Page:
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Thermal Imaging - Using Different Palettes Can Lend More Information

When doing reports for thermal imaging - using different palettes can lend more information.

A palette is defined as the board which an artist uses to lay and mix colors.  Thermal imaging programs come with a variety of color palettes which a thermographer can choose from.

When doing thermal imaging reports, I like to use the palette that demonstrates warmer temperatures with orange and yellow and cooler temperatures with lavender, blue and purple.

To me this palette seems logical, as it would to the recipient of the report who has little experience with thermal imaging technology.

For instance, a client calls to say that a room is particularly cold.

When doing a thermal image sweep of the room and you see this pattern all along a high, large, exterior wall, and can show them that the purple spots are 38 degrees Fahrenheit and the orange 69F, the image gives a pretty good indication that the insulation has slipped inside the wall.

It is hard to argue that part of the wall is warm and part is cool because the insulation is not slipping or poorly placed.

When on a one-year warranty inspection and a client has this image (along with others) to show to a builder, the builder knows exactly what the problem is.  This palette is logical, and all understand.

However, when looking at the siding on the outside of a condo building, where there are also general complaints of cold rooms, without even going inside it is possible to see heat loss.

In this case the palette on the far right is understandable.  The warm areas are evident.

But look how the red/green palette lends more information!  It looks as if the heat is dripping out and downward from between the siding strips.  That is an insulation problem!

While first introduced to thermal imaging, the red/green palette may not be so logical, or understandable, but when coupled with the other image it becomes very instructive.

Surprisingly, the black/white palette is very good to use with water leaks.

This leak is very easy to see, in each palette.

But some are not.  The black/white palette is very revealing for smaller leaks, or to find trails.

A friend of mine, who is one of the original thermographers in the country, and now runs a training institute, says that it is his opinion that the black/white palette is the best to use for water leak discovery.  And particularly with windows!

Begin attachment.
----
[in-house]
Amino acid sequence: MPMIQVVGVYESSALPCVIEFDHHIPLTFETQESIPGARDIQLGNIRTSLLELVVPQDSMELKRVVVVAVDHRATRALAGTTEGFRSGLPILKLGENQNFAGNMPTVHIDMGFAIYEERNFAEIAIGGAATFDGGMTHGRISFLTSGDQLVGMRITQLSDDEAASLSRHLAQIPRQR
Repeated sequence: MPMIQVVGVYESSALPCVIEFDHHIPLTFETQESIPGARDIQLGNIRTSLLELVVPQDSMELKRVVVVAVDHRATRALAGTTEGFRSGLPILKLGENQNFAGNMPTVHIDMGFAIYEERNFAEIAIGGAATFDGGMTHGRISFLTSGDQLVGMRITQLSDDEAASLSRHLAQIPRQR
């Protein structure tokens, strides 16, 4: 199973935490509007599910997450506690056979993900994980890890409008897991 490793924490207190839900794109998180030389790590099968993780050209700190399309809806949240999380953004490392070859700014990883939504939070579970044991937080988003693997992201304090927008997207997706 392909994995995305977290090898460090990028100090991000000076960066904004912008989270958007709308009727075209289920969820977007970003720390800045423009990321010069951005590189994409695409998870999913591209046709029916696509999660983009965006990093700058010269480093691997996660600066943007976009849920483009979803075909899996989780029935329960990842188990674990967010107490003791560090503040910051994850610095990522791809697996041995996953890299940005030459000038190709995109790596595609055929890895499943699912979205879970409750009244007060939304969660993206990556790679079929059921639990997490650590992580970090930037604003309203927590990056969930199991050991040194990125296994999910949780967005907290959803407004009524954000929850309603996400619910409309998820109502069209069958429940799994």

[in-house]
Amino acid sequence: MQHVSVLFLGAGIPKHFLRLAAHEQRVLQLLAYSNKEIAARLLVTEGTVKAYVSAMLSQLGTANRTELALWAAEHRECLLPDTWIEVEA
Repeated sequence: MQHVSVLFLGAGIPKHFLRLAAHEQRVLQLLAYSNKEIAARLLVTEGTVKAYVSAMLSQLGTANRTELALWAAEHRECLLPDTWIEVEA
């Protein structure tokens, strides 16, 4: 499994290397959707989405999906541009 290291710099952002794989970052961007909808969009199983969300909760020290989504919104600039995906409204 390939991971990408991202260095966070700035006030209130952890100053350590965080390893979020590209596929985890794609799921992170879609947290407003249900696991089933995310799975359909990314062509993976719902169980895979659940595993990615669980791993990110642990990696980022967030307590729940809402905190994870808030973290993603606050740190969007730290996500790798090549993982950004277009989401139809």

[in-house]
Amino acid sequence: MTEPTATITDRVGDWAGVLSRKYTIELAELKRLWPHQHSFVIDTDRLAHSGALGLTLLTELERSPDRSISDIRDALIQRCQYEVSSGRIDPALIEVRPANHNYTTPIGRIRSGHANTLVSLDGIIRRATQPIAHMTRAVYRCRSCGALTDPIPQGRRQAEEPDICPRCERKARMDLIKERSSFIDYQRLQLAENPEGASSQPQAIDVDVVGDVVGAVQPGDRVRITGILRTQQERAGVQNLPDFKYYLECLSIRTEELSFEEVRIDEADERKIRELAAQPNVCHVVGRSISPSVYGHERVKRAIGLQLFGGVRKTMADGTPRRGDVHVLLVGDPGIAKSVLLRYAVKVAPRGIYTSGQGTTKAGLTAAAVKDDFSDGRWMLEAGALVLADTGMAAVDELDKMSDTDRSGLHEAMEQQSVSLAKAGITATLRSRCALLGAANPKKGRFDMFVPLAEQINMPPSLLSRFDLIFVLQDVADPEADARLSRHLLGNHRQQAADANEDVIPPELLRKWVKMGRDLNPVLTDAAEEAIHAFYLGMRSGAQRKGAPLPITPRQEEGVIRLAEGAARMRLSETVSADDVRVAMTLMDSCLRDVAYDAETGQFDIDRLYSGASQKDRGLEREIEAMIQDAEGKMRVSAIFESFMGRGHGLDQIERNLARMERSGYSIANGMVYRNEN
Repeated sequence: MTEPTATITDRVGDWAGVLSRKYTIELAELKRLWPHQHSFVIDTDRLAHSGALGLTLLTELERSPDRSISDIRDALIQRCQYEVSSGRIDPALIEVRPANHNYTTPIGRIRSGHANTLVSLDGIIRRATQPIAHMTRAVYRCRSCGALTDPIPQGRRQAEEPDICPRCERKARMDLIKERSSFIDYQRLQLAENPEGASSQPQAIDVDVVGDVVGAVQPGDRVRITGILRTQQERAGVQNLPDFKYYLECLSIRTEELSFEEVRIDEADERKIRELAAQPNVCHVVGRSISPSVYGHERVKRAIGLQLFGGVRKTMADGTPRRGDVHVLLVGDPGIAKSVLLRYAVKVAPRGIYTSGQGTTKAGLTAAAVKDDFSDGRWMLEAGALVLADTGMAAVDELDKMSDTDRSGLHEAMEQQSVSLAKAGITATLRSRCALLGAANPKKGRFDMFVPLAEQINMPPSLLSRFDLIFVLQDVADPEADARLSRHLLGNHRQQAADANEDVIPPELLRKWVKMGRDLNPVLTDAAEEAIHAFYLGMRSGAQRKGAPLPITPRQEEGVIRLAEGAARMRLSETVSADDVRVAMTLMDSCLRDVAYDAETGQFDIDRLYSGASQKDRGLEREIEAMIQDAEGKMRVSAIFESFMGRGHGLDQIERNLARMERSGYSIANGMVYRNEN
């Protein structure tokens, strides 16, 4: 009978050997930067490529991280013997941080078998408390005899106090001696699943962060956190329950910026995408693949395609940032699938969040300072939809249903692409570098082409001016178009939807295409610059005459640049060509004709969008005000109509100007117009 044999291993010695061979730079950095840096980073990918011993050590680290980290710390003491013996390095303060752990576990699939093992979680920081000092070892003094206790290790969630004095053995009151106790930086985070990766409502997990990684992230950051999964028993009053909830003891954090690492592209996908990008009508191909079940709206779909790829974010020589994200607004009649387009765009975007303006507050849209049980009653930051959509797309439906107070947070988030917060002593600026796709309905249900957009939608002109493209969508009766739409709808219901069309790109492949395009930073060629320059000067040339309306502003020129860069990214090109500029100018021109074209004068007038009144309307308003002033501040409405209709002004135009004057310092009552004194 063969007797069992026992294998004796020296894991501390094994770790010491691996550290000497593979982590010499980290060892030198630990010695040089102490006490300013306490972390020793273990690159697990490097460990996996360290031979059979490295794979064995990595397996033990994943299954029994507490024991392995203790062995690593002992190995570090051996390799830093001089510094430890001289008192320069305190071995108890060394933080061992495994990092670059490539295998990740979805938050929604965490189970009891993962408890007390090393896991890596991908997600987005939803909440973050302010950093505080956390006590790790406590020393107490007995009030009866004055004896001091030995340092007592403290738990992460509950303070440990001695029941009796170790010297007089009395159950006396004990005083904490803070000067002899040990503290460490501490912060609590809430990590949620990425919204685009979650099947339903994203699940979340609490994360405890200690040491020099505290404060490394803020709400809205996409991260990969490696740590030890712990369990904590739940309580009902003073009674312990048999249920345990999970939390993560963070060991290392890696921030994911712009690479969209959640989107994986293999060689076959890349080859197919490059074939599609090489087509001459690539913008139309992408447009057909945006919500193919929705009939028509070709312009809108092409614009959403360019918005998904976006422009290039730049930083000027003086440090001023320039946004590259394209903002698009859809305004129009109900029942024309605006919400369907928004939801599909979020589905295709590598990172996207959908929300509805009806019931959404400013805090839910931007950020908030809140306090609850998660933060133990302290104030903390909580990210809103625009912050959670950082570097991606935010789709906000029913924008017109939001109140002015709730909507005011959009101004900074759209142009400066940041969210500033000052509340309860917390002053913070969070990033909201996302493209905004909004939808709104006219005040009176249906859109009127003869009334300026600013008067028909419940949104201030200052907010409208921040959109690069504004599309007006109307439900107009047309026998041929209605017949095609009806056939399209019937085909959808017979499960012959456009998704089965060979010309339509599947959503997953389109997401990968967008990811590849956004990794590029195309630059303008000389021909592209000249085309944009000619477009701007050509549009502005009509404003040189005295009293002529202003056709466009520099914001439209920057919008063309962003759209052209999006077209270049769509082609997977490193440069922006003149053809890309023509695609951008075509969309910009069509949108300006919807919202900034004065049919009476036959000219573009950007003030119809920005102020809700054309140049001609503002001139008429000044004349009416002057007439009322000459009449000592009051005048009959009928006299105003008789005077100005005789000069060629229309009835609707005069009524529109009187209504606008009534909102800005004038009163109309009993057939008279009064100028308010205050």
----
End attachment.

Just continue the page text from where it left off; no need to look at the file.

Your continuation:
I use this palette all the time when doing my research and report compilation.  But it isn't very sexy to give black and white images to clients on their reports!  So I stick to the more colorful palette.

And of course, everyone knows how well ghosts can be shown in thermal images.  I saw this guy sitting on a roof right behind me, holding his hands out asking for ghost treats.  He was reflected in the window.  You can almost look into his head through those dark, empty eyes!  Let this be a lesson to all to paint their front porch ceilings haint blue!*

My recommendation:  thermal imaging is a great way to "see" things inside and outside the house!  Heat loss, water leaks, air infiltration, electrical issues, equipment performance, even equine injuries - there are a variety contexts that thermal imaging excels.  My thermal camera, Mighty Mo, is the sharpest arrow in my quiver.  And certainly, for my business, a Best Practice.  And remember, all thermographers are really cute.

* Okay, that's Virginia folklore people!  If you Google "haint"  you get 361,000 hits!

Jay Markanich Real Estate Inspections, LLC  

Based in Bristow, serving all of Northern Virginia.

Office (703) 330-6388   Cell (703) 585-7560

www.jaymarinspect.com


Comment balloon 17 commentsJay Markanich • January 29 2014 01:50AM

Comments

 Good morning, Jay. I really find that thermal imaging is a very interesting process. It sure lends itself to a lot more ways to discover problems.

Posted by TeamCHI - Complete Home Inspections, Inc., Home Inspectons - Nashville, TN area - 615.661.029 (Complete Home Inspections, Inc.) over 6 years ago

Discover and identify where Michael.  Sometimes roof leaks aren't where they manifest on the ceiling.

Posted by Jay Markanich, Home Inspector - servicing all Northern Virginia (Jay Markanich Real Estate Inspections, LLC) over 6 years ago